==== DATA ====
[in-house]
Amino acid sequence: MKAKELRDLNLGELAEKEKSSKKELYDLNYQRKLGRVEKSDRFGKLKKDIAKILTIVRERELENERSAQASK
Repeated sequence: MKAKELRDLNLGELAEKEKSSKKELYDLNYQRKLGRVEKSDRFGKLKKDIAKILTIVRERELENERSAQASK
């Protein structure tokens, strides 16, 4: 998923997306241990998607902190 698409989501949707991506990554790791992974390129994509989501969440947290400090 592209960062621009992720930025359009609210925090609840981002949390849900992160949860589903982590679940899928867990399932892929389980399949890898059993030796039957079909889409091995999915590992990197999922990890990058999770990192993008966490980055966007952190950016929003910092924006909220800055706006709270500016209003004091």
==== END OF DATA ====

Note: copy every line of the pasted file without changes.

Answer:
[in-house]
Amino acid sequence: MKAKELRDLNLGELAEKEKSSKKELYDLNYQRKLGRVEKSDRFGKLKKDIAKILTIVRERELENERSAQASK
Repeated sequence: MKAKELRDLNLGELAEKEKSSKKELYDLNYQRKLGRVEKSDRFGKLKKDIAKILTIVRERELENERSAQASK
């Protein structure tokens, strides 16, 4: 998923997306241990998607902190 698409989501949707991506990554790791992974390129994509989501969440947290400090 592209960062621009992720930025359009609210925090609840981002949390849900992160949860589903982590679940899928867990399932892929389980399949890898059993030796039957079909889409091995999915590992990197999922990890990058999770990192993008966490980055966007952190950016929003910092924006909220800055706006709270500016209003004091």